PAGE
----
CogDetect-MS

Optimizing detection and prediction of changes in cognitive function in multiple sclerosis

Cognitive dysfunction is one of the most common problems in MS. But, there are major gaps in our knowledge of its natural history, mechanisms, and impacts where it matters most – in the everyday lives of people with MS. Current methods of measuring cognitive function only provide a “snapshot” of cognition and fail to capture its true nature. This study is designed to test new ways of measuring cognitive function in real-world settings in people with MS. It will examine the utility of novel mobile app-based cognitive tests to detect changes in cognitive function, while also collecting data on things such as physical activity, sleep, and fatigue that may impact cognitive function.

Participants in this study will complete one visit followed by 14-day home monitoring period at baseline and then per year for two years. During the home monitoring period, they will wear an activity monitor and use a smartphone device to complete questionnaires and brief thinking tests 4 times per day. We expect the knowledge gained in this study will lead us to new insights about how to measure cognitive functioning in daily life and better ways to improve overall health-related quality of life of people with these conditions.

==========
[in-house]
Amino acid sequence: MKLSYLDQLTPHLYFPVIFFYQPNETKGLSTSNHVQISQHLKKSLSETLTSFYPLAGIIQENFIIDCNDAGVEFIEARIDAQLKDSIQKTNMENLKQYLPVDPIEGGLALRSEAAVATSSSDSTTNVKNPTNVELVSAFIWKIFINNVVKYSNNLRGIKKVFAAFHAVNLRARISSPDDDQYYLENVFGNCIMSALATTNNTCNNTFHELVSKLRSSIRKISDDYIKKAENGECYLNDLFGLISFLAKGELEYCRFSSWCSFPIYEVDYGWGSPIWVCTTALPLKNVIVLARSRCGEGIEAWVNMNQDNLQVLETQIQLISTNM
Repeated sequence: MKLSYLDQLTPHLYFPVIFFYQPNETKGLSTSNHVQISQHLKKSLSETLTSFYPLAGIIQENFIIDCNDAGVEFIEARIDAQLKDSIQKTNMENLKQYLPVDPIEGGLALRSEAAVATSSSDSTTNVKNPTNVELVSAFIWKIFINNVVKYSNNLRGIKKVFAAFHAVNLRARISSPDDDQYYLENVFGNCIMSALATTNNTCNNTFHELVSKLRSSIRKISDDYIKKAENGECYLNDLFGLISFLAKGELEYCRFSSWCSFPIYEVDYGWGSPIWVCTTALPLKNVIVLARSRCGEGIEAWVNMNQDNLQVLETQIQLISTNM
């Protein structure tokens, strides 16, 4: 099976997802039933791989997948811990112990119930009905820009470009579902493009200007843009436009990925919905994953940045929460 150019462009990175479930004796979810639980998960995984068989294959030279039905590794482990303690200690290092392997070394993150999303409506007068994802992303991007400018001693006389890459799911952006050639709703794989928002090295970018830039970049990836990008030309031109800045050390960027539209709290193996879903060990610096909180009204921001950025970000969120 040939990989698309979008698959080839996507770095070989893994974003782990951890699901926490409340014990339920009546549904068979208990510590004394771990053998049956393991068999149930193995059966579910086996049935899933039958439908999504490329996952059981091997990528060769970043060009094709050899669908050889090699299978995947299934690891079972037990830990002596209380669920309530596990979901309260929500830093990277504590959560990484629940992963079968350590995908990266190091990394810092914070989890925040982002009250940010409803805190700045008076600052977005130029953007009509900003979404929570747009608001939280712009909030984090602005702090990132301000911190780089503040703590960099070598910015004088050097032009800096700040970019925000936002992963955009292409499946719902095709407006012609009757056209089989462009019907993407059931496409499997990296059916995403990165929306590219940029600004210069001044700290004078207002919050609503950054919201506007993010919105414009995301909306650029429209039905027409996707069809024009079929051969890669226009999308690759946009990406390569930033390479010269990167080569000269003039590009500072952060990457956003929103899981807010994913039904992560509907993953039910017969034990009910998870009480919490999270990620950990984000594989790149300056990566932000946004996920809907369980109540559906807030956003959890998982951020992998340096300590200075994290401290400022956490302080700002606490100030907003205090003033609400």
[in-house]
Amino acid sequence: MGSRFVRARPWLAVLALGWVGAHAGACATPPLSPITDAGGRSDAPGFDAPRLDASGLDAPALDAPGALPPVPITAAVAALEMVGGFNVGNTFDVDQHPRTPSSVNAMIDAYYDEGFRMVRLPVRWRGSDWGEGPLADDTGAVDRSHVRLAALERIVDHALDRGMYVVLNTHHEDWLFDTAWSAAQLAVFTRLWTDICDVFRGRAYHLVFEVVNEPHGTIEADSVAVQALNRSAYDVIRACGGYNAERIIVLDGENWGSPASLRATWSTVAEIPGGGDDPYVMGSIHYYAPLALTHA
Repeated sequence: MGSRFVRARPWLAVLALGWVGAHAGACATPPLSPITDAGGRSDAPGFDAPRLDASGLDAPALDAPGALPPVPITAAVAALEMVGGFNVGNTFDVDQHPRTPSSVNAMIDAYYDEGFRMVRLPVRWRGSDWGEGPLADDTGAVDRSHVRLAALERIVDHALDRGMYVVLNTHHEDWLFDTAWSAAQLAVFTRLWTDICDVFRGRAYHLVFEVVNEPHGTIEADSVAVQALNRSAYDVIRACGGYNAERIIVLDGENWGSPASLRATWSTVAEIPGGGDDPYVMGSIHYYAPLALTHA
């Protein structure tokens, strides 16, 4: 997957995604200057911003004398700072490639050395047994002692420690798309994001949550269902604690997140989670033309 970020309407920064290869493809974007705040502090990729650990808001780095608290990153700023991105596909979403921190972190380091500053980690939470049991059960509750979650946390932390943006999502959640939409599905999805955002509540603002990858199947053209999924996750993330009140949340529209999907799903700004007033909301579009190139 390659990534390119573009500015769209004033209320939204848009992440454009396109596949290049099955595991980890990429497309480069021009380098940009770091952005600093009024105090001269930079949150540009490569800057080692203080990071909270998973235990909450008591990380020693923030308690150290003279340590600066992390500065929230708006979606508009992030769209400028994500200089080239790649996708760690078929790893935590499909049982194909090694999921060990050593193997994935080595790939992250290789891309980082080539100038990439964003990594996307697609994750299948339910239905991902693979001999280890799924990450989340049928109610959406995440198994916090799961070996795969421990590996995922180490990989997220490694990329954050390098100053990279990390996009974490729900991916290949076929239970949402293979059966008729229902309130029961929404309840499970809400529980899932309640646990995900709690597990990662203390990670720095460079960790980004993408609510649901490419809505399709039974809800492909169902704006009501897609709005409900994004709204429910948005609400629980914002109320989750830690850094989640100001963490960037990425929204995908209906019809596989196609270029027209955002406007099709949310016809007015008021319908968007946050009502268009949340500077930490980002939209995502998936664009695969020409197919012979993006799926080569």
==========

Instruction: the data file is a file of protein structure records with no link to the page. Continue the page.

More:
You may be eligible to participate if you are 18 years of age or older and have been diagnosed with MS.

Study procedures take place both at home and the UW Multiple Sclerosis Rehabilitation & Wellness Research Center.

Participants will be compensated $600 for completing the full study.

The lead investigator of this study is Anna Kratz, PhD, an external collaborator of the UW Multiple Sclerosis Rehabilitation & Wellness Research Center. This study is funded by the National Institutes of Health (NIH).

Additional details about this study are available on ClinicalTrials.gov.

If you are interested in learning more about the study or finding out if you qualify, please email us at cogdetectms@uw.edu or give us a call at (206) 598-0501.